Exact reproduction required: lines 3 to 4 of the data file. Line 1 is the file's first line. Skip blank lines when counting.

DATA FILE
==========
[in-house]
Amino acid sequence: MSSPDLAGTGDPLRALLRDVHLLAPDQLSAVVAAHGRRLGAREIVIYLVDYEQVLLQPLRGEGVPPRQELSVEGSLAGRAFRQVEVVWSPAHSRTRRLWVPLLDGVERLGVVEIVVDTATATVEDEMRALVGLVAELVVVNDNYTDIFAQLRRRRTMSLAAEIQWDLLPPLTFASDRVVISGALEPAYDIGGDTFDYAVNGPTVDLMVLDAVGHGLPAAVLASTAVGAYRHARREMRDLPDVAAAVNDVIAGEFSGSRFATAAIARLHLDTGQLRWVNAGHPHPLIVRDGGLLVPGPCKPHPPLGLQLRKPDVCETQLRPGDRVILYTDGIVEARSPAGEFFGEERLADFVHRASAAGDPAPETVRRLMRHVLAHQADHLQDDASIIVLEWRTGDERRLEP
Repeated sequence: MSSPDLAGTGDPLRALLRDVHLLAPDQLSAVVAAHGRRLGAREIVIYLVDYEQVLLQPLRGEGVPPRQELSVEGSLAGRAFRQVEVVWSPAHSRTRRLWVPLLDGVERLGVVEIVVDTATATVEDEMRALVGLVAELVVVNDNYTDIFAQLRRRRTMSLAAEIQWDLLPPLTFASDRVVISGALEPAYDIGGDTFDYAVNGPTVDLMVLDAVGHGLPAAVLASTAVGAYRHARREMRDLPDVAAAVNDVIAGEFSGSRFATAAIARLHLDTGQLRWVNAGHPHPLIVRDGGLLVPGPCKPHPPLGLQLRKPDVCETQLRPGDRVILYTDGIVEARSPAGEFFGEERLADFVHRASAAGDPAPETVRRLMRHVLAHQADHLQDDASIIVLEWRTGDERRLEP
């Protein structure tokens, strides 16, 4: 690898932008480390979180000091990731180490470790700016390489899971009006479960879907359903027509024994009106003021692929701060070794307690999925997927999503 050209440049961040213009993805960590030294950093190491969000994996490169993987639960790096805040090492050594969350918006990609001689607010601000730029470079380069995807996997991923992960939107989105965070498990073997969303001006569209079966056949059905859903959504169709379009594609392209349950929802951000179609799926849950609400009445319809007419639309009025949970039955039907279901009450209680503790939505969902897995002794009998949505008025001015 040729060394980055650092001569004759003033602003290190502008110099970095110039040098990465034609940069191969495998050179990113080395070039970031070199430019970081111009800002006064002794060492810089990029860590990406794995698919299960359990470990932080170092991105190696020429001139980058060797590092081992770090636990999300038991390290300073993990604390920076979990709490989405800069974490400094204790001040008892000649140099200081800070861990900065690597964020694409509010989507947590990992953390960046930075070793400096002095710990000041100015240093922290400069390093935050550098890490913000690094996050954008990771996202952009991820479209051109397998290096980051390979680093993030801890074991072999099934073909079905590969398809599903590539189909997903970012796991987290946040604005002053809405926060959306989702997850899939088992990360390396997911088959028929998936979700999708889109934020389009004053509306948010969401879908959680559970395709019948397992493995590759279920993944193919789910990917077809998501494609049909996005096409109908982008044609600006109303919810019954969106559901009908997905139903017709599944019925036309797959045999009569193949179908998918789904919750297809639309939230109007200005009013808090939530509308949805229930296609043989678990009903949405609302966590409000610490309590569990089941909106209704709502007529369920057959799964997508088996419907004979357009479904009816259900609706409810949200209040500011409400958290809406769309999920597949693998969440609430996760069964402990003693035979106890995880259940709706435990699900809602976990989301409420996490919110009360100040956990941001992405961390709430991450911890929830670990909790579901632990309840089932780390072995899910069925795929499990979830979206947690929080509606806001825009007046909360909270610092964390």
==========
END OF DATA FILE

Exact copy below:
Repeated sequence: MSSPDLAGTGDPLRALLRDVHLLAPDQLSAVVAAHGRRLGAREIVIYLVDYEQVLLQPLRGEGVPPRQELSVEGSLAGRAFRQVEVVWSPAHSRTRRLWVPLLDGVERLGVVEIVVDTATATVEDEMRALVGLVAELVVVNDNYTDIFAQLRRRRTMSLAAEIQWDLLPPLTFASDRVVISGALEPAYDIGGDTFDYAVNGPTVDLMVLDAVGHGLPAAVLASTAVGAYRHARREMRDLPDVAAAVNDVIAGEFSGSRFATAAIARLHLDTGQLRWVNAGHPHPLIVRDGGLLVPGPCKPHPPLGLQLRKPDVCETQLRPGDRVILYTDGIVEARSPAGEFFGEERLADFVHRASAAGDPAPETVRRLMRHVLAHQADHLQDDASIIVLEWRTGDERRLEP
């Protein structure tokens, strides 16, 4: 690898932008480390979180000091990731180490470790700016390489899971009006479960879907359903027509024994009106003021692929701060070794307690999925997927999503 050209440049961040213009993805960590030294950093190491969000994996490169993987639960790096805040090492050594969350918006990609001689607010601000730029470079380069995807996997991923992960939107989105965070498990073997969303001006569209079966056949059905859903959504169709379009594609392209349950929802951000179609799926849950609400009445319809007419639309009025949970039955039907279901009450209680503790939505969902897995002794009998949505008025001015 040729060394980055650092001569004759003033602003290190502008110099970095110039040098990465034609940069191969495998050179990113080395070039970031070199430019970081111009800002006064002794060492810089990029860590990406794995698919299960359990470990932080170092991105190696020429001139980058060797590092081992770090636990999300038991390290300073993990604390920076979990709490989405800069974490400094204790001040008892000649140099200081800070861990900065690597964020694409509010989507947590990992953390960046930075070793400096002095710990000041100015240093922290400069390093935050550098890490913000690094996050954008990771996202952009991820479209051109397998290096980051390979680093993030801890074991072999099934073909079905590969398809599903590539189909997903970012796991987290946040604005002053809405926060959306989702997850899939088992990360390396997911088959028929998936979700999708889109934020389009004053509306948010969401879908959680559970395709019948397992493995590759279920993944193919789910990917077809998501494609049909996005096409109908982008044609600006109303919810019954969106559901009908997905139903017709599944019925036309797959045999009569193949179908998918789904919750297809639309939230109007200005009013808090939530509308949805229930296609043989678990009903949405609302966590409000610490309590569990089941909106209704709502007529369920057959799964997508088996419907004979357009479904009816259900609706409810949200209040500011409400958290809406769309999920597949693998969440609430996760069964402990003693035979106890995880259940709706435990699900809602976990989301409420996490919110009360100040956990941001992405961390709430991450911890929830670990909790579901632990309840089932780390072995899910069925795929499990979830979206947690929080509606806001825009007046909360909270610092964390």